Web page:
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Where the gender pay gap may start: At home

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Companies have taken a lot of heat about the gender pay gap, which results in women making just 82 cents for each dollar a man earns. But mom and dad play a role as well, according to a new study indicating the pay gap starts at home.

Parents pay their boys more than twice as much allowance as they give their girls. That's a finding from an analysis of millions of transactions conducted by 10,000 families on the online allowance platform BusyKid. The pay gap is present, though not as dramatic, even when parents pay their kids "bonuses," said BusyKid Chief Executive Gregg Murset.

To be specific, the average boy gets a $13.80 weekly allowance. The average girl gets less than half as much -- just $6.71. Parents pay boys an average bonus of $17.01, while girls get $15.52.

"It was shocking to see how much of a pay gap there was on our platform," he added. "I don't think this is intentional, but it's happening."

BusyKid is an online platform for parents with children age 5 through 17. The site allows parents to pay their kids to perform chores, ranging from brushing their teeth and flossing to mowing the lawn or cleaning the bathroom. Each chore has a suggested pay rate, some paying more than others. However, suggested pay for chores is based on the child's age, not their gender.

"Our platform is gender-agnostic," says Murset. "But parents can decide which chores to assign to which kids, and they can change our suggested rate of pay, if they want to. That's where the gender gap is coming in."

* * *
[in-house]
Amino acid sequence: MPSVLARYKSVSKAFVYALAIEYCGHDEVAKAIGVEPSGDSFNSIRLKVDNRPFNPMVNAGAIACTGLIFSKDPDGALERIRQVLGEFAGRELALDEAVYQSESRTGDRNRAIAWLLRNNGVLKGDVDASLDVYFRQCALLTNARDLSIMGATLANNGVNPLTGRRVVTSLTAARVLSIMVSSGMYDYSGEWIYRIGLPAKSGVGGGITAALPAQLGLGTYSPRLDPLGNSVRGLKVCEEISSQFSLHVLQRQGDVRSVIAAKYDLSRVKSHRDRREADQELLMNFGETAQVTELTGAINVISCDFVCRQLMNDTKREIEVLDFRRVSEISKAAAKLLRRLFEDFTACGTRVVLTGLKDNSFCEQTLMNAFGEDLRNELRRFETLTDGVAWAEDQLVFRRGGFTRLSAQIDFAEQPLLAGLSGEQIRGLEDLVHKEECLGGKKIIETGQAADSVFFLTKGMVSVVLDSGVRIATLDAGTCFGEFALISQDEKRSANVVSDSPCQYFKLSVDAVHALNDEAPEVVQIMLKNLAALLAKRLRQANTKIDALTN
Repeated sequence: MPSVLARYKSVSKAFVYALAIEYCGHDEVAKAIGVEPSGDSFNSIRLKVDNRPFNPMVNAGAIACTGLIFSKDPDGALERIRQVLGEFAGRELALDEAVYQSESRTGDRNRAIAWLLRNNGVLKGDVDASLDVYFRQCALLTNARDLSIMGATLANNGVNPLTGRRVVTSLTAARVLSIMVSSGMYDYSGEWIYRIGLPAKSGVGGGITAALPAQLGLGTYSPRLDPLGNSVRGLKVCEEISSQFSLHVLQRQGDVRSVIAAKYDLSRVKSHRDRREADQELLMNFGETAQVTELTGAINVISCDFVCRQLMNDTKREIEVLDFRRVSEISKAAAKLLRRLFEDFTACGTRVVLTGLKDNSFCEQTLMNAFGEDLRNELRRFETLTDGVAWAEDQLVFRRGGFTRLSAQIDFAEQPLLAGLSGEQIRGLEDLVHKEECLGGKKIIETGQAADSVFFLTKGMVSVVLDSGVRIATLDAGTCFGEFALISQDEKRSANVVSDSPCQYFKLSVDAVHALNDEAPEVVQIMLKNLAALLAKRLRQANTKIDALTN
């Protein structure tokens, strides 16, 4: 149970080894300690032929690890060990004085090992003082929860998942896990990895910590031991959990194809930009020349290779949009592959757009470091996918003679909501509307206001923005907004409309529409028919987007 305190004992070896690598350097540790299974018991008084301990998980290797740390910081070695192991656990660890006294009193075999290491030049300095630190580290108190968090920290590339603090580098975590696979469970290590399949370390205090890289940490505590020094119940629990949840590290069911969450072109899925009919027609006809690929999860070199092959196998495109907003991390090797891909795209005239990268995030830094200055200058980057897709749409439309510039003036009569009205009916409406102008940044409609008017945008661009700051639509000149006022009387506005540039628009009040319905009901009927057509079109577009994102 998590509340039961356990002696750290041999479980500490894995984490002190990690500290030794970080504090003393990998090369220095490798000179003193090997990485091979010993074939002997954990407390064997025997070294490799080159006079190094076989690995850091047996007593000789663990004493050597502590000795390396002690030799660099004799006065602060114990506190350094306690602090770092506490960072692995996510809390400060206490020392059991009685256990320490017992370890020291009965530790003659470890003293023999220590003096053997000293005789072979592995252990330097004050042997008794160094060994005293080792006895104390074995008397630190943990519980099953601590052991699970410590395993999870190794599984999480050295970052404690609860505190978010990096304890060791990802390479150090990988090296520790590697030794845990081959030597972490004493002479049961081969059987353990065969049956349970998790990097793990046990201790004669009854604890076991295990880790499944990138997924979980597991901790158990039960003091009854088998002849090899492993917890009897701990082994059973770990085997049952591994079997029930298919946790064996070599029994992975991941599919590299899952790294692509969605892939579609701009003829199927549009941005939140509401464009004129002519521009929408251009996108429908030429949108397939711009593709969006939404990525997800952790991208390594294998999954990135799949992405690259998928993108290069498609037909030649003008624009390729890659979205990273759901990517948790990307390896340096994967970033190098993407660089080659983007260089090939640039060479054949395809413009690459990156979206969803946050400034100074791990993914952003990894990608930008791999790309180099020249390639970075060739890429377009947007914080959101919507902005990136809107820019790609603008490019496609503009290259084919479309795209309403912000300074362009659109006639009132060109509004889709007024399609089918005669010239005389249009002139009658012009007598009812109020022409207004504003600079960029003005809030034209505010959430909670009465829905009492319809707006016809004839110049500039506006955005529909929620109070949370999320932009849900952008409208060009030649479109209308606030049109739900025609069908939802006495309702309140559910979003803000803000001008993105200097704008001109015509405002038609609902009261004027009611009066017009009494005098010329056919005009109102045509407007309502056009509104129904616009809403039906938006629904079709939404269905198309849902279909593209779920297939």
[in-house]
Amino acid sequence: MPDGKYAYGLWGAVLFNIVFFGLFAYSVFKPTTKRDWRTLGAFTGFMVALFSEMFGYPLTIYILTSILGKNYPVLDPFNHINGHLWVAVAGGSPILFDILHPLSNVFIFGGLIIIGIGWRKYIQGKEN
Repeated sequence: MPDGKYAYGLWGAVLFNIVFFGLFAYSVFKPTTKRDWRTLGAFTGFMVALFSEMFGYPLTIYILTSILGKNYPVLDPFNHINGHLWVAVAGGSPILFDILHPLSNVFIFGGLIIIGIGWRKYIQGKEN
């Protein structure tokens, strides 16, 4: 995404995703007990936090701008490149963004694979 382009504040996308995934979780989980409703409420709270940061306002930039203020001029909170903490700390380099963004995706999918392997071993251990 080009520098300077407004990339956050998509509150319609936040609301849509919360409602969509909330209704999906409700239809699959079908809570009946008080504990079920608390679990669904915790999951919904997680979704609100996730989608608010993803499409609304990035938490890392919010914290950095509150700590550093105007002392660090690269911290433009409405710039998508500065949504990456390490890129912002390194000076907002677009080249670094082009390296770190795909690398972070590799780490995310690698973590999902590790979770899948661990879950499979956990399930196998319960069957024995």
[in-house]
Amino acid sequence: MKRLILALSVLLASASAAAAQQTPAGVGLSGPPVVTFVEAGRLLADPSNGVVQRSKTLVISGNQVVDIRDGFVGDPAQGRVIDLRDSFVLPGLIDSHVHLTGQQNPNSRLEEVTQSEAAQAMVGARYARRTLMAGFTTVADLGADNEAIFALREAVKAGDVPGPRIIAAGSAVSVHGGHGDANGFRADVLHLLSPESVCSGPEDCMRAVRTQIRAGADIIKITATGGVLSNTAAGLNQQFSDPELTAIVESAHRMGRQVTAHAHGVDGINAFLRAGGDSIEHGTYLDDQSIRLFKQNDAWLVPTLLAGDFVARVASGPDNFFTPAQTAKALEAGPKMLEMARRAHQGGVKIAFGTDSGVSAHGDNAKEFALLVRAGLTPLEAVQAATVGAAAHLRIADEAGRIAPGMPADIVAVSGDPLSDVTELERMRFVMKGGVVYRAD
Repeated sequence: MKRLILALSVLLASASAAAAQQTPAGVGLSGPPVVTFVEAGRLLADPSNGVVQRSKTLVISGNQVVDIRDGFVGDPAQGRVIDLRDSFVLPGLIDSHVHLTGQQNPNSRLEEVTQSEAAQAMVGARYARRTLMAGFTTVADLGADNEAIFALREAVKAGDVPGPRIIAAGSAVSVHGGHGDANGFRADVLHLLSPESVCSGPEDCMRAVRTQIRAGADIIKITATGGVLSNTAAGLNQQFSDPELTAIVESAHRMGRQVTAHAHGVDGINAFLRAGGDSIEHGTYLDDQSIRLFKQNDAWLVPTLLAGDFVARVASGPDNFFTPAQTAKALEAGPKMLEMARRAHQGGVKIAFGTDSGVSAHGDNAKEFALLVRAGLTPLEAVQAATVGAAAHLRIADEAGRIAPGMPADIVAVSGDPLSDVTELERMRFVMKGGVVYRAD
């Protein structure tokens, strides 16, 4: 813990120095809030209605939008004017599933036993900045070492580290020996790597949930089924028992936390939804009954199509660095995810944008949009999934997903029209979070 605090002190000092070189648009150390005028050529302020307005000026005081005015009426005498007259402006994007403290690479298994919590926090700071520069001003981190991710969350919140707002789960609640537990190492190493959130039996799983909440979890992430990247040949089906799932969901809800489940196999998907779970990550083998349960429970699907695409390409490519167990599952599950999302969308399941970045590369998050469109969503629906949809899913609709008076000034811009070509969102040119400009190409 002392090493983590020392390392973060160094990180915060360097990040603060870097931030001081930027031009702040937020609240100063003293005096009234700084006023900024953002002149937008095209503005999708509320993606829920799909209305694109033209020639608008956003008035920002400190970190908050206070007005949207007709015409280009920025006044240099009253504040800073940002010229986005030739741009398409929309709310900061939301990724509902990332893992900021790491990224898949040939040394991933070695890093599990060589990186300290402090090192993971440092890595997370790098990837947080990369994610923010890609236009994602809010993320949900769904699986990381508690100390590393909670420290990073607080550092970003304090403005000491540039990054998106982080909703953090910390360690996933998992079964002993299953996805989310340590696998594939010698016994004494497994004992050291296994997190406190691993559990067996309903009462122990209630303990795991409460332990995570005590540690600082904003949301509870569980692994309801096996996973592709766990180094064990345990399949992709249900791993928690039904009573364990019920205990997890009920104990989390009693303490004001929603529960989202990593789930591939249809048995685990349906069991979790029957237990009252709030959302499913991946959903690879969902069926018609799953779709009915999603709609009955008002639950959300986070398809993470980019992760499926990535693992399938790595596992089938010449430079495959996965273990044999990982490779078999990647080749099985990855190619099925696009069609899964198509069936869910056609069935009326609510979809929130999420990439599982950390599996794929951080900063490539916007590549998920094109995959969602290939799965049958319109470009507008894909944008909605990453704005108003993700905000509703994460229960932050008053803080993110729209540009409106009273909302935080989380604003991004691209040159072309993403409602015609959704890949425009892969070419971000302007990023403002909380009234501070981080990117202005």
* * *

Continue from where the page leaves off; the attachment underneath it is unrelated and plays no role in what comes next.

Indeed, gender differences don't seem to play any role in the 20 most commonly assigned chores on the platform. BusyKid suggests paying kids 50 cents to tend the pets or clean the bathtub, and $1 to do homework. The suggested pay for folding and putting away laundry is $2, as is the payment for helping to make dinner. Dusting the furniture, making the bed, loading the dishwasher and taking out the trash get equal pay -- 50 cents.

Bonus payments are generally for kid-suggested chores that aren't listed on the platform -- washing the car or getting straight-As, for instance.

Murset speculates that some of the pay gap may come from parents paying their boys to do basic grooming. The site suggests paying 25 cents to brush your teeth or floss and 50 cents to shower.

"Girls don't seem to need as much incentive to take care of personal hygiene," he said.

Still, the fact that such a large pay gap exists during your children's formative years may be something to ponder.

"This is a good opportunity for parents to think about what they're doing and what message they're sending by their actions," Murset said. "These findings can be a great conversation starter for parents who might be looking for a way to discuss the financial world with their kids."

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